US military suffers costly month in Iraq as 104 troops killed
Civilian toll high as violence rages
BAGHDAD -- The deaths of more than 100 American troops in April made it the deadliest month so far this year for US forces in Iraq, underscoring the growing exposure of Americans as thousands of reinforcements arrive for an 11-week-old offensive to tame sectarian violence.
More than 60 Iraqis also were killed or found dead across Iraq yesterday. Casualties among Iraqi civilians and security forces have outstripped those of Americans throughout the war. In March, a total of 2,762 Iraqi civilians and policemen were killed, down 4 percent from the previous month, when 2,864 were killed. Iraq's government has yet to release any monthly totals for April.
Attacks killed nine US troops over the weekend, including five whose deaths were announced yesterday. The weekend's fatalities brought the toll for the month to 104 Americans killed, in the sixth most-lethal month for American forces since the US-led invasion four years ago.
Under the new counterinsurgency plan, many US forces have left large, more secure bases to live in small combat outposts and to patrol hostile neighborhoods where the risk of insurgents targeting them has multiplied.
Highlighting the vulnerability of American forces, a series of explosions last night rocked Baghdad's Green Zone, the most heavily secured enclave in the capital and home to thousands of US troops, Western diplomats, and Iraqi government officials.
"There is a duck-and-cover going on right now," said Lieutenant Colonel Christopher C. Garver, a US military spokesman, before quickly getting off the phone. Later, Garver confirmed there had been an assault on the Green Zone, but it was unclear what had happened. Local Iraqi television stations reported 10 explosions inside the zone.
In eastern Baghdad on Sunday, a roadside bomb killed three US soldiers and an Iraqi interpreter who were on patrol, the military said. Attackers shot dead another soldier in the same section of the capital on Saturday. Meanwhile, a Marine was killed in the Sunni insurgent bastion of Anbar Province, west of Baghdad. On Saturday, the military reported four US soldiers had been killed on that day.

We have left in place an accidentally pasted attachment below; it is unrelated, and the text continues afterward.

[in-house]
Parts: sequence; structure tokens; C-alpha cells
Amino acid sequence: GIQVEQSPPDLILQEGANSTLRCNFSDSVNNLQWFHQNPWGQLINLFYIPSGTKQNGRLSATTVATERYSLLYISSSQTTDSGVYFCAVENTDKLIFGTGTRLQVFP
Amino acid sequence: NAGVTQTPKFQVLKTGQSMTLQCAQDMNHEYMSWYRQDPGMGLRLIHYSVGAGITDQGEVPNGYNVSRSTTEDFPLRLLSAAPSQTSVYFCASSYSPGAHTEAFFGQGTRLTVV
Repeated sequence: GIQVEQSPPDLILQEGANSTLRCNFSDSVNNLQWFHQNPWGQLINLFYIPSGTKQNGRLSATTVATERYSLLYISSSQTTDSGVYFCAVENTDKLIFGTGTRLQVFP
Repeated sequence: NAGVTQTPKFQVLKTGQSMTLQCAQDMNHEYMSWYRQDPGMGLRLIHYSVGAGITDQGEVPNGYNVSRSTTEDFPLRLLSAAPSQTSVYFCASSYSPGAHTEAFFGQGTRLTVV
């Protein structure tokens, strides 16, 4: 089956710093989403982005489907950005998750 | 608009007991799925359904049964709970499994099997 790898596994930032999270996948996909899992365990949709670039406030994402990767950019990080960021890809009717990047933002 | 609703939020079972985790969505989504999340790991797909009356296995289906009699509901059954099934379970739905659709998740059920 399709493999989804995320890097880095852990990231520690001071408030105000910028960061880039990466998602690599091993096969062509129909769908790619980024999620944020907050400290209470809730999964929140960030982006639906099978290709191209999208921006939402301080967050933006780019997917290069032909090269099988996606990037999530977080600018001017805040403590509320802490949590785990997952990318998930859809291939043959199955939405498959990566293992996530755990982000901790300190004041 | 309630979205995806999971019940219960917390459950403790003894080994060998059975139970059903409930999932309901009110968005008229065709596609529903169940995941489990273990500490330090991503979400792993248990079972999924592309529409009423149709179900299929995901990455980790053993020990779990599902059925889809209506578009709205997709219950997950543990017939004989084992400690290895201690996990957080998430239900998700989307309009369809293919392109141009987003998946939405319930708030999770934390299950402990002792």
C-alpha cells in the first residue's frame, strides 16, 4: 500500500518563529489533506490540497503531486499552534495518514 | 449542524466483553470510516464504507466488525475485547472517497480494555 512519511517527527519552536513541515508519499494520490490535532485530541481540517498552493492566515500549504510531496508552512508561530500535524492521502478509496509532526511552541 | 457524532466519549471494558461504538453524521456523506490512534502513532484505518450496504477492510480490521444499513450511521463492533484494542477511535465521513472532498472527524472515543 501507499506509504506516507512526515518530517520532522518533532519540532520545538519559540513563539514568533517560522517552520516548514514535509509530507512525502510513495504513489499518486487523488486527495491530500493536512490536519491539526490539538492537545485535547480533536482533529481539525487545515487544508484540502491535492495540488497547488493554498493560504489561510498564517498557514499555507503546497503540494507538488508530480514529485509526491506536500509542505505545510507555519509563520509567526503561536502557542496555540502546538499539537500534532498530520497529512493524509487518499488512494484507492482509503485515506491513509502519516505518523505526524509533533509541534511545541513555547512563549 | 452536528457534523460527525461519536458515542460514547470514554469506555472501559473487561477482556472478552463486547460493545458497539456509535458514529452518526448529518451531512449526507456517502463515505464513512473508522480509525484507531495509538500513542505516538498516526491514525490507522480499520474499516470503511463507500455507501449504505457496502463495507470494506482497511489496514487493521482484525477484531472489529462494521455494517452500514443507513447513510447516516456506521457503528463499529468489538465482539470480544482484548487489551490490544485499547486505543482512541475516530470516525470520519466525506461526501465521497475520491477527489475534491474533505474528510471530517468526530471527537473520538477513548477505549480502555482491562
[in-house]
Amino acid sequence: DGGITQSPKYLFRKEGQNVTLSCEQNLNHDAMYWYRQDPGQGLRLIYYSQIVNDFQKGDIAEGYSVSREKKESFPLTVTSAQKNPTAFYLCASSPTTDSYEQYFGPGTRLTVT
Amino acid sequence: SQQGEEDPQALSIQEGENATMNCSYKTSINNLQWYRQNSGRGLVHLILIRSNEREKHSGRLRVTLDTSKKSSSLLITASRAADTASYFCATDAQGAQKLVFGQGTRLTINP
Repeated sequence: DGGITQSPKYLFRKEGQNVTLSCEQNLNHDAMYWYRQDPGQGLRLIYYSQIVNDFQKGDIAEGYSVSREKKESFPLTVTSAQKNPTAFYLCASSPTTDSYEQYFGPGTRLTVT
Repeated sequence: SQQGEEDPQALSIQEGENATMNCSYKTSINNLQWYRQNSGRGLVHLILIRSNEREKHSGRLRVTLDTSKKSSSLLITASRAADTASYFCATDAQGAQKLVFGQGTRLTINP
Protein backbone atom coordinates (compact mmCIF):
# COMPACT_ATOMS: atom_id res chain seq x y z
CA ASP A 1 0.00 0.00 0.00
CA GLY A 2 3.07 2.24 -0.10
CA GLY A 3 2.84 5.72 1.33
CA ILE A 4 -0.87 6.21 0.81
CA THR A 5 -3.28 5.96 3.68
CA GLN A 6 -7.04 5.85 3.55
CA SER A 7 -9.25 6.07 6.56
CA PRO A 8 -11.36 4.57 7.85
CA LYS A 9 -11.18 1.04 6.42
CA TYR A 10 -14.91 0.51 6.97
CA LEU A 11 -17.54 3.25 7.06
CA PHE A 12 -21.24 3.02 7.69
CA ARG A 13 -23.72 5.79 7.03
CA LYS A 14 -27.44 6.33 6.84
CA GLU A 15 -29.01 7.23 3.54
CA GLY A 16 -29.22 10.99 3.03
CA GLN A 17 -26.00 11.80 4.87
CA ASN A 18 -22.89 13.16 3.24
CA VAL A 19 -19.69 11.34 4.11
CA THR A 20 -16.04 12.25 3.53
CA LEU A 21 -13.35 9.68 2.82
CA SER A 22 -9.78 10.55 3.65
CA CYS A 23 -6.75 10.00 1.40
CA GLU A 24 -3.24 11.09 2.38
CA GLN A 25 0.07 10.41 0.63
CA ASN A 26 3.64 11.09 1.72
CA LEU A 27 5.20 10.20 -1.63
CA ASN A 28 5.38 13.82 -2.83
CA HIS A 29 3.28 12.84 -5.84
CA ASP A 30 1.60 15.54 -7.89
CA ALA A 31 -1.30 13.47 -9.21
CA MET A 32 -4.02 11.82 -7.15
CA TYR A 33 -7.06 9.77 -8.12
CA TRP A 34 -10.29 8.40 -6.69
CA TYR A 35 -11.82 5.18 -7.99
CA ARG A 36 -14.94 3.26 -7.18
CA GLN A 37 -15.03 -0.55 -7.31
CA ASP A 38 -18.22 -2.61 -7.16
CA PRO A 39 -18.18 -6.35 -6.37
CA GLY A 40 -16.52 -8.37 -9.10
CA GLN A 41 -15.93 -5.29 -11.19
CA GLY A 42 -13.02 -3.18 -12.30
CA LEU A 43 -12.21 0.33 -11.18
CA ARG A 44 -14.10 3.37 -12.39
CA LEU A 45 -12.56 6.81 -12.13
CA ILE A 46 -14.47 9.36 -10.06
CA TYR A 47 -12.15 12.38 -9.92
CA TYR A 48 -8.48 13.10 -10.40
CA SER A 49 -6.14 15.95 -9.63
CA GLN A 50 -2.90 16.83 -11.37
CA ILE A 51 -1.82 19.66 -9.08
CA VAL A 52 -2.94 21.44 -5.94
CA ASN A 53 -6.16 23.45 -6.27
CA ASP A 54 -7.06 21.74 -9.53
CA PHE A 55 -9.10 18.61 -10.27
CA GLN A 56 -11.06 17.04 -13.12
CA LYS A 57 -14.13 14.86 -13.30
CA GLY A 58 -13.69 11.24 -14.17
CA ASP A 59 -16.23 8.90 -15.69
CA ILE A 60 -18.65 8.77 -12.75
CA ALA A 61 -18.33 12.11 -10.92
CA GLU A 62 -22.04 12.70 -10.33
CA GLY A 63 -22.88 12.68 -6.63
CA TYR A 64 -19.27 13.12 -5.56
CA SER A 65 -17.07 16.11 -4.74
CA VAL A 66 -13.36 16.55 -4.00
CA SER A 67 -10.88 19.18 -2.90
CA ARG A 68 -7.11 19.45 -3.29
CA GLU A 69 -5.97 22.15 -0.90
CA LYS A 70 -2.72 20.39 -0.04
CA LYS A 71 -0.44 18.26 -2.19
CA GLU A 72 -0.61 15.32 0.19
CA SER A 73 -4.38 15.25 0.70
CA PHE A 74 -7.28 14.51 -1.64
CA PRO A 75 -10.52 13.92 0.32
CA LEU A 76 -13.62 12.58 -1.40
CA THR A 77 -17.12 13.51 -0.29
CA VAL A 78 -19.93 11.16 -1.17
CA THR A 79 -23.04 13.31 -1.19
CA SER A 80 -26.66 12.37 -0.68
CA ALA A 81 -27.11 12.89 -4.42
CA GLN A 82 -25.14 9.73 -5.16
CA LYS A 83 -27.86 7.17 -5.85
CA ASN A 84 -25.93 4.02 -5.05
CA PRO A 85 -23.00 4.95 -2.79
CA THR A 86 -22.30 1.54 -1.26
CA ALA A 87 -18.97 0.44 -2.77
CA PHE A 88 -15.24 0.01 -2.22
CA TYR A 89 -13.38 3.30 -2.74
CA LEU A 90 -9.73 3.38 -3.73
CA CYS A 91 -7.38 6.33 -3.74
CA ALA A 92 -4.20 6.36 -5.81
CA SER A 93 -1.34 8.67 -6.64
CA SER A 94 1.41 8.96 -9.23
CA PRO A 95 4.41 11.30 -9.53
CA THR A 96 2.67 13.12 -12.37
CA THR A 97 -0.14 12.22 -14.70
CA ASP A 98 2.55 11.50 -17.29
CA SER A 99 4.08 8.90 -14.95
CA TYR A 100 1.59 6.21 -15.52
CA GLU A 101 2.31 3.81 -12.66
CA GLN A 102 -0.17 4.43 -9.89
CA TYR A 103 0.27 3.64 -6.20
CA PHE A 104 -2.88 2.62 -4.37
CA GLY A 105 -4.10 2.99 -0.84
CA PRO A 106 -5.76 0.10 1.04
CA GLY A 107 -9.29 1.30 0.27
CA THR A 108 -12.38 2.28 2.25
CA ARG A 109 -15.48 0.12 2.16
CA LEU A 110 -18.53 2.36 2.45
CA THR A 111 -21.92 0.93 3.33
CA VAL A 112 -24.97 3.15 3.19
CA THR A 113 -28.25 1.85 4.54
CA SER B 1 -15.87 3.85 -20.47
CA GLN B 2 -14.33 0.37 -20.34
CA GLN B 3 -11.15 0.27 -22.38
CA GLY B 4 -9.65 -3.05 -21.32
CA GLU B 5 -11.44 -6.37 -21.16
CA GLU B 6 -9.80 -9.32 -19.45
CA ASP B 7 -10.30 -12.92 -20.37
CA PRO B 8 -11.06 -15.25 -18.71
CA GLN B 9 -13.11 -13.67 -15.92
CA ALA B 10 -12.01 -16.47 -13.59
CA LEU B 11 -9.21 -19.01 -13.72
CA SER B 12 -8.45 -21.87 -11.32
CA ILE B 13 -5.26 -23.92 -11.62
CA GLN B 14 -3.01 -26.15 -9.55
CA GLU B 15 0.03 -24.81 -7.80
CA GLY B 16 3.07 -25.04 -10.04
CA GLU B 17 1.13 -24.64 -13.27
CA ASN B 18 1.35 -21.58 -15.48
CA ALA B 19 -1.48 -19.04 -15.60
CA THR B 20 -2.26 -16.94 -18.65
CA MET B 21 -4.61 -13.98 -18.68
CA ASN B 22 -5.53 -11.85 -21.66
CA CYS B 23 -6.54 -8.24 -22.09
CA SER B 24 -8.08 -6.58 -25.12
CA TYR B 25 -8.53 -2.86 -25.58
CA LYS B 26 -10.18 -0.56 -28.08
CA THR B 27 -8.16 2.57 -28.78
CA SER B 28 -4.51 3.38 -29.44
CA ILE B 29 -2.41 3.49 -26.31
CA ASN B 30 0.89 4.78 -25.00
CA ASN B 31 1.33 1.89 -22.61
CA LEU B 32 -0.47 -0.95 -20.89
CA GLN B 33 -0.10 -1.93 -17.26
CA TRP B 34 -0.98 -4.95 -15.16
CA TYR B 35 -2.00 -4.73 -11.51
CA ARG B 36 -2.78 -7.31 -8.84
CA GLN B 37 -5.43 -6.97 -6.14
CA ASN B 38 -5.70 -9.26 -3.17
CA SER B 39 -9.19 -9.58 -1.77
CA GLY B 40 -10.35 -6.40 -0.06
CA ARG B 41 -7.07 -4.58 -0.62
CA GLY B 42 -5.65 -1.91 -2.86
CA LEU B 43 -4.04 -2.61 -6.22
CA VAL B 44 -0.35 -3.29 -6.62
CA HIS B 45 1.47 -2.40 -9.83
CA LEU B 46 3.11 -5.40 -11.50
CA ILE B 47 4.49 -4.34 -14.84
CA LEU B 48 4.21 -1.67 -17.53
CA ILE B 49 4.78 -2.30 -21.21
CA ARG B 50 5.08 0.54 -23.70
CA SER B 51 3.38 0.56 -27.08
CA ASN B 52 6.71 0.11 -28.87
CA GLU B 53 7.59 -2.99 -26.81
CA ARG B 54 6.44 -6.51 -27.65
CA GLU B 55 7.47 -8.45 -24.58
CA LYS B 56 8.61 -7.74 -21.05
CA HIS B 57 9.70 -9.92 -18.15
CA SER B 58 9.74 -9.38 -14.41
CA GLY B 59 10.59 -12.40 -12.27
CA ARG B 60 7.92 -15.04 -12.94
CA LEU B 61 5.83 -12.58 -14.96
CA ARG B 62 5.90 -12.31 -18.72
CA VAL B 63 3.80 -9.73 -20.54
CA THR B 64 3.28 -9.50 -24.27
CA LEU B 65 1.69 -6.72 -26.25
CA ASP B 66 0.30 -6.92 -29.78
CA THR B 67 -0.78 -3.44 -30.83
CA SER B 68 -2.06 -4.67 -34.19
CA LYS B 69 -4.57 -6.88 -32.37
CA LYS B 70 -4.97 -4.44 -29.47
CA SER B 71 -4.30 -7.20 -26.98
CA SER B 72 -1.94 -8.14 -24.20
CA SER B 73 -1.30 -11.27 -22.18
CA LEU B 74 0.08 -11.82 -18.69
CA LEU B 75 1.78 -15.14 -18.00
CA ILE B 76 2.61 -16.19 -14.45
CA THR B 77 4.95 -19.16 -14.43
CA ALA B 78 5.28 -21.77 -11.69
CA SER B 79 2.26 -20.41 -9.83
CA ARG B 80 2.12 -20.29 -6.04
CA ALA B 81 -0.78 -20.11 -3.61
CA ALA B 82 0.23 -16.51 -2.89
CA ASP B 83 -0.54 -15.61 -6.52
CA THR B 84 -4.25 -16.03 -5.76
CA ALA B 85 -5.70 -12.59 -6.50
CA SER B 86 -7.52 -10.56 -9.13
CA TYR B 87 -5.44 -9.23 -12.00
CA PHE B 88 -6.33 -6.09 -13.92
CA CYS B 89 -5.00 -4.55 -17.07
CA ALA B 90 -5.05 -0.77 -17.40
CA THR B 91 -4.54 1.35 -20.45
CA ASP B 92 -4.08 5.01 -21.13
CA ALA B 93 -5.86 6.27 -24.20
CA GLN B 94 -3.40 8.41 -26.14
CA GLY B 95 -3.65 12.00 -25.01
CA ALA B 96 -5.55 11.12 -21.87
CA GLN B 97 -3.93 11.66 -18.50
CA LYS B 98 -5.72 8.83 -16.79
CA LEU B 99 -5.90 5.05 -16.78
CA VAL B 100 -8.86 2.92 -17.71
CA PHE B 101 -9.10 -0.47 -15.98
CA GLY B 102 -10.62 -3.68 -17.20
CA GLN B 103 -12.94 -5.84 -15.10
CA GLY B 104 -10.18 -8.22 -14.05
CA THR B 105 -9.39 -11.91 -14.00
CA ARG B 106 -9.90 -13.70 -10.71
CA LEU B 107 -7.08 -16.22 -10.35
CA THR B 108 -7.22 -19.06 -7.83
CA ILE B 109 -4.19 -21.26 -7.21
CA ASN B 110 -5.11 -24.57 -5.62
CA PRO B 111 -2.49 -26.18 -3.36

Before the deaths announced yesterday, 99 US soldiers had been killed during April, according to iCasualties.org, an independent website that monitors military deaths. Nearly half have died in and around Baghdad, with the next greatest number of deaths occurring in Anbar and Diyala provinces. In December, 112 US troops were killed.
With 11 combat deaths, April also was the deadliest month for British troops in Iraq since the beginning of the war, when 27 soldiers were killed in March 2003. This month's British casualties highlighted the growing tensions in southern Iraq as Shi'ite groups clash for power and Britain prepares to draw down its forces.
The deaths came as the largest bloc of Sunnis in Iraq's parliament, the Iraqi Accordance Front, threatened to pull out its ministers from the Cabinet, saying that it "had lost hope" in having Sunni concerns addressed by the Shi'ite-led government. The threat prompted President Bush to phone one of Iraq's two vice presidents, Tariq al-Hashimi, a Sunni, in an attempt to defuse the potential political crisis, Hashimi's office said in a statement. A Sunni withdrawal could seriously hamper efforts at national reconciliation and further weaken the government. Only two weeks ago, six Cabinet ministers loyal to Shi'ite cleric Moqtada al-Sadr resigned from the Cabinet.
In the province of Diyala, where scores of fighters have fled to escape the Baghdad security offensive, a car bomb exploded near a funeral tent in the town of Khalis, killing 22 and wounding 35, said Lieutenant Mohammed Hakman of the Diyala police Joint Coordination Center.
Police said they expected the toll to rise. The strike came four days after a suicide attacker detonated a car packed with bombs at a checkpoint in the town, 50 miles north of Baghdad, killing 10 Iraqi soldiers.